Hiro (Ryan Potter) is a budding young scientist with a lot of potential, who really only wants to do robot fighting. However, when his brother Tadashi (Daniel Henney), brings him to the glorious and incredible "Nerd School", Hiro immediately finds a new passion in life. But after a terrible tragedy and the emergence of a new supervillain in town, Hiro must team up with four other scientist friends (TJ Miller, Damon Wayans Jr., Genesis Rodriguez and Jamie Chung) to save the world. Hiro's strongest bond ends up being with the cuddly and cute robot Baymax (Scott Adsit) who helps him overcome tragedies and learn to let go.
Big Hero 6 is an endlessly cute film, with a lot of surprisingly mature themes and fun action. So I've had trouble trying to figure out why I felt let down by this movie. Maybe it was the lackluster and tedious first act. Maybe it was the forgettable supporting characters. Maybe it was the predictable plot and even more obvious twist. In the end, I think it was a combination of all of those things. However, despite the movie's shortcomings, Big Hero 6 is enjoyable thanks to emotion injected into every scene and the awesomeness that is Baymax. He's one of my favorite movie characters of the last few years. Big Hero 6 will entertain kids with its Marvel-esque action and funny characters and will probably be enjoyable for adults as well thanks to the relationships. It might be contrived and predictable, but it overcomes that by being a film injected with sadness, passion and joy.
Big Hero 6 starts off well, with an exciting and hilarious robot fight between Hiro and a fat Japanese gangster. Despite that quick start, Big Hero 6 quickly falls off. The first act of this film is surprisingly bland and laborious, dwelling on the "fun" science aspects and the less interesting supporting characters. Hiro's relationship with Tadashi is strong, but Tadashi isn't exactly the most interesting person in the world. All of the supporting superheros are also introduced during this time period and none of them are particularly entertaining, funny or compelling. I definitely liked TJ Miller's Fred the most, but Go-Go, Honey Lemon and Wasabi are kind of uninteresting, one note characters.
The movie comes alive with the arrival of Baymax, the appealing and adorable robot character. Baymax is a weird mix of the Iron Giant and Mary Poppins. He was designed by Tadashi as a healer and was made for the sole purpose of helping others. That is an interesting story device because Hiro is trying to overcome the pain of losing someone close to him (even though it's revealed in the trailers, I won't spoil it here). Baymax helps him to let go and it makes for the sharpest emotional point of the movie.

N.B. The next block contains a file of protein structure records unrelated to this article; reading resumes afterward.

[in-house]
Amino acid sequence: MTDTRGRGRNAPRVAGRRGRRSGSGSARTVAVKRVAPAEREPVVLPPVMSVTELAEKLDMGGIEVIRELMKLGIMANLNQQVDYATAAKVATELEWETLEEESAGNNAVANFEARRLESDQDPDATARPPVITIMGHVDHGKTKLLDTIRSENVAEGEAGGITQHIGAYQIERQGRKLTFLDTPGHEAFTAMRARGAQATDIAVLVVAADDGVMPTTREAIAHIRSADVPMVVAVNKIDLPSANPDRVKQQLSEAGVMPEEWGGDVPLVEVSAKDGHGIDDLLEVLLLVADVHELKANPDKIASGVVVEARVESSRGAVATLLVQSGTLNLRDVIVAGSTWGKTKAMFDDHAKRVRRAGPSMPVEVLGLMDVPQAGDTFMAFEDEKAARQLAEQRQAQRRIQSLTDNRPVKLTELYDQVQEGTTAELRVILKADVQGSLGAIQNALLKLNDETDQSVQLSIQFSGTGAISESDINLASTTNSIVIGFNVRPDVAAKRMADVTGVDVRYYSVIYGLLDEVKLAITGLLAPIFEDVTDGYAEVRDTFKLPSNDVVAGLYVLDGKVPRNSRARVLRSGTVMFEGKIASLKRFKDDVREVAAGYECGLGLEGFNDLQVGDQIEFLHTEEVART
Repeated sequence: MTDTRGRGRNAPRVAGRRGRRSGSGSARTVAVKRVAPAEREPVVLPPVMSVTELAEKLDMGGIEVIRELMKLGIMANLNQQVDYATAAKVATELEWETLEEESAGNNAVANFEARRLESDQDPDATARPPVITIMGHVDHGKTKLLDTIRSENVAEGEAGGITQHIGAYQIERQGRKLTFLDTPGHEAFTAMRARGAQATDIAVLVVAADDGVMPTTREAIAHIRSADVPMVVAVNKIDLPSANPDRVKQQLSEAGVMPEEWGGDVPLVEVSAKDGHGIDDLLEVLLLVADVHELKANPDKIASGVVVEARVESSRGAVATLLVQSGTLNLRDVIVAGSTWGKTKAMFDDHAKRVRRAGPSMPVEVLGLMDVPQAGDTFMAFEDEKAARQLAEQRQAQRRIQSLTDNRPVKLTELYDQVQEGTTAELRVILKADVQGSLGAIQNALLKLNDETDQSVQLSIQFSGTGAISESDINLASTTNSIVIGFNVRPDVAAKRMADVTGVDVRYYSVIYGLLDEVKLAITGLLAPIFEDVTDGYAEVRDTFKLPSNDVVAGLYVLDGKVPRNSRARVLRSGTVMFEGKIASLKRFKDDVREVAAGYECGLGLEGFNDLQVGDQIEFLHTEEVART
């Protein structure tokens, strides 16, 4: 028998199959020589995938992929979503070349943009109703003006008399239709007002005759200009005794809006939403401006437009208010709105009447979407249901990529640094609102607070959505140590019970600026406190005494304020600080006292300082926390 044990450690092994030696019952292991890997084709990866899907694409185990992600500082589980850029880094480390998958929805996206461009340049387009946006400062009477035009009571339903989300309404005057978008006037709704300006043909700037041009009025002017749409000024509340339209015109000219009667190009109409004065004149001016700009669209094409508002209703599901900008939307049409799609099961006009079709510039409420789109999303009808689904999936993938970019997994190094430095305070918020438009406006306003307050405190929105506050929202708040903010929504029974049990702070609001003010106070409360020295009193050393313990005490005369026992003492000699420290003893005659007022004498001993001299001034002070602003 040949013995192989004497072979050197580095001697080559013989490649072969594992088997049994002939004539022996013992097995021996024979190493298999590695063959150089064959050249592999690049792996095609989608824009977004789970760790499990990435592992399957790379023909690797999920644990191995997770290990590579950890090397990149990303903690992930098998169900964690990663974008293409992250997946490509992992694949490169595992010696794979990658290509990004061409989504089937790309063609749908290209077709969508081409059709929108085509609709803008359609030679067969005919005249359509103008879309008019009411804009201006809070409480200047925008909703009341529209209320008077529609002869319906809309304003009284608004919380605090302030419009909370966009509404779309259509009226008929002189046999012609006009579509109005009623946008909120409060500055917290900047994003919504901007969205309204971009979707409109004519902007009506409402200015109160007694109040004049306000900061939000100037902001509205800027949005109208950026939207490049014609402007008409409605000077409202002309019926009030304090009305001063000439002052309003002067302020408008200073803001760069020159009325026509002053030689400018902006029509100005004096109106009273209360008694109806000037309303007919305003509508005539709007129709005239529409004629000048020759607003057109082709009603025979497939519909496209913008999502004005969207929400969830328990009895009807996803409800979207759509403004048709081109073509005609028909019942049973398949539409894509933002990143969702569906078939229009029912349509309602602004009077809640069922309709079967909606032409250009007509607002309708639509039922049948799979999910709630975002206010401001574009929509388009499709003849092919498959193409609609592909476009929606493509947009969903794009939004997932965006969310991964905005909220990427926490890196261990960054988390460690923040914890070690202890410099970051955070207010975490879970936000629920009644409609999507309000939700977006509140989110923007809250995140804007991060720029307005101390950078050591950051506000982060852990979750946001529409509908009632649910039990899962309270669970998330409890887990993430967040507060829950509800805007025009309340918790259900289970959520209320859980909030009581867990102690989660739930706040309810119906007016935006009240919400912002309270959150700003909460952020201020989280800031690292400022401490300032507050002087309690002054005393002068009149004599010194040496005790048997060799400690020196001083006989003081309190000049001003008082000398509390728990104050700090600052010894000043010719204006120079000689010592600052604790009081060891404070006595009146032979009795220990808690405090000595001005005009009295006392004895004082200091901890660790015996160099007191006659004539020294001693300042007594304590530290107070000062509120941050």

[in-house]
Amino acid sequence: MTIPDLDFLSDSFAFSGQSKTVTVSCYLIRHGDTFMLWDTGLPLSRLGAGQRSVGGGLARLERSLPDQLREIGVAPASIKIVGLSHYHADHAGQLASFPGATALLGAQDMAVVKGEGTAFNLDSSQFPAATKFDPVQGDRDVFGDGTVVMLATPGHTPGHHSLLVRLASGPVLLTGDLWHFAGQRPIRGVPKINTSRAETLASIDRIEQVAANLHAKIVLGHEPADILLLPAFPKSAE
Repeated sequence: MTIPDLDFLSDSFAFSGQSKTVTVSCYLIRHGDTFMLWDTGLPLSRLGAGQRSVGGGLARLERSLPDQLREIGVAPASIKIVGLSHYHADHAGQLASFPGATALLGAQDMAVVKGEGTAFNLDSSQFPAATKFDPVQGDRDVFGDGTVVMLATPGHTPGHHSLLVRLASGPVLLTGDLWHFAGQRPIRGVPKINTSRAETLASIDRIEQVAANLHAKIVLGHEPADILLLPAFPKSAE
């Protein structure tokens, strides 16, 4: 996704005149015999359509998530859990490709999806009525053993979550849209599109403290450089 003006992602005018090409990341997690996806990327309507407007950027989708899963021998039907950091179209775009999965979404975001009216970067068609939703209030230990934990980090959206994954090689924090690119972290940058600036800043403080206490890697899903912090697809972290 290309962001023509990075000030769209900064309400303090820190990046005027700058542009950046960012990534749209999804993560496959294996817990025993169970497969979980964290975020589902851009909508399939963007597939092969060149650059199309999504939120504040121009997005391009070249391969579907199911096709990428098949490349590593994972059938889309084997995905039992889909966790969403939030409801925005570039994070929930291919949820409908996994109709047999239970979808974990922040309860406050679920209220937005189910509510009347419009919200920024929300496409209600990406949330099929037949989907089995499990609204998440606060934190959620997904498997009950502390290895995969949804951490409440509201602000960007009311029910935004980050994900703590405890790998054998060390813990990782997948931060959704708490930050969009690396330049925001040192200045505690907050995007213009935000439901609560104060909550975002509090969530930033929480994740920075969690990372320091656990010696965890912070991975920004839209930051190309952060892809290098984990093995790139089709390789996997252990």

The animation is also breathtaking and shockingly realistic, undoubtedly some of the best work that Disney has ever done. Every single detail on the characters is fantastic and perfectly articulated. Setting the film in the fictional world of San Fransokyo was a stroke of genius from the filmmakers, allowing them to do a lot of cool stuff with the animation. The action is perfectly constructed as well, although as someone who has experienced countless Marvel extravaganzas, this was really nothing.
The story is another trouble spot for the film, because it is so egregiously predictable. I typically am not bothered by predictability in films, but in Big Hero 6, it was extremely obvious. I give the film credit for throwing a twist in there, yet I figured that out as soon as they began hinting at it. Disney's typically innovative storytelling is truly not present in this film.
The action in the third act will probably appeal to people of all ages, but I think it will be the biggest hit with children who haven't seen the big-scale superhero blockbusters of the past few years. Kids who have already experienced films like The Avengers and Guardians of the Galaxy will likely still enjoy this. Just not as much as those who haven't seen those movies yet. The final act is an appropriate mix of big-scale Marvel action (not surprising since Big Hero 6 was based off a Marvel comic) and down-to-Earth human emotion. It's a fantastic conclusion to an imperfect film.
In the end, Big Hero 6 gets by thanks to its raw and surprising human emotion. Even though it's packed with so-so action and poor storytelling, Big Hero 6 is a film that everyone can relate to thanks to the love and care taken by the filmmakers to craft an affecting film. Days later, I'm still thinking about the film's emotions and I realize now that this is a much deeper film than I initially thought. It's a light achievement, but any film that can find a way to my heart is a film worth watching.
THE FINAL GRADE: B (7.2/10)
Image Credits: Hitfix, Yahoo, Screen Rant, Cartoon Brew, Disney Wikia